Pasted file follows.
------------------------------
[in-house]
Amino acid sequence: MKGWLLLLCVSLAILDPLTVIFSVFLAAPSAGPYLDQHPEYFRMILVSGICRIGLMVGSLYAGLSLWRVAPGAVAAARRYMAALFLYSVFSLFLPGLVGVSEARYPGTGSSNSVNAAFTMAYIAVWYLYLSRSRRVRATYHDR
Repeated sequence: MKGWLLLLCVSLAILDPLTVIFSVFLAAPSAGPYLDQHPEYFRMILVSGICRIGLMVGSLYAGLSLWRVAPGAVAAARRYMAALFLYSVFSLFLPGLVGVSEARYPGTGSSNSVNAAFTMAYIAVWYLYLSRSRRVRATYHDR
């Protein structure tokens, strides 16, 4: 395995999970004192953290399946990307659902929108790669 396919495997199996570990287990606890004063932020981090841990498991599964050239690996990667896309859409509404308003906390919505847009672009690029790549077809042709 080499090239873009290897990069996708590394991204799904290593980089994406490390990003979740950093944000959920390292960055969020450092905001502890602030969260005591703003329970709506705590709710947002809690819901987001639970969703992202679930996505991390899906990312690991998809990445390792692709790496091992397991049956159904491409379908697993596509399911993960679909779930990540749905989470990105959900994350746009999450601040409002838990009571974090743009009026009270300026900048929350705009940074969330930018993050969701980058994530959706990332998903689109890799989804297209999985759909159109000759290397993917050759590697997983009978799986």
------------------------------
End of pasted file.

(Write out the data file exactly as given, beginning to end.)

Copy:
[in-house]
Amino acid sequence: MKGWLLLLCVSLAILDPLTVIFSVFLAAPSAGPYLDQHPEYFRMILVSGICRIGLMVGSLYAGLSLWRVAPGAVAAARRYMAALFLYSVFSLFLPGLVGVSEARYPGTGSSNSVNAAFTMAYIAVWYLYLSRSRRVRATYHDR
Repeated sequence: MKGWLLLLCVSLAILDPLTVIFSVFLAAPSAGPYLDQHPEYFRMILVSGICRIGLMVGSLYAGLSLWRVAPGAVAAARRYMAALFLYSVFSLFLPGLVGVSEARYPGTGSSNSVNAAFTMAYIAVWYLYLSRSRRVRATYHDR
């Protein structure tokens, strides 16, 4: 395995999970004192953290399946990307659902929108790669 396919495997199996570990287990606890004063932020981090841990498991599964050239690996990667896309859409509404308003906390919505847009672009690029790549077809042709 080499090239873009290897990069996708590394991204799904290593980089994406490390990003979740950093944000959920390292960055969020450092905001502890602030969260005591703003329970709506705590709710947002809690819901987001639970969703992202679930996505991390899906990312690991998809990445390792692709790496091992397991049956159904491409379908697993596509399911993960679909779930990540749905989470990105959900994350746009999450601040409002838990009571974090743009009026009270300026900048929350705009940074969330930018993050969701980058994530959706990332998903689109890799989804297209999985759909159109000759290397993917050759590697997983009978799986």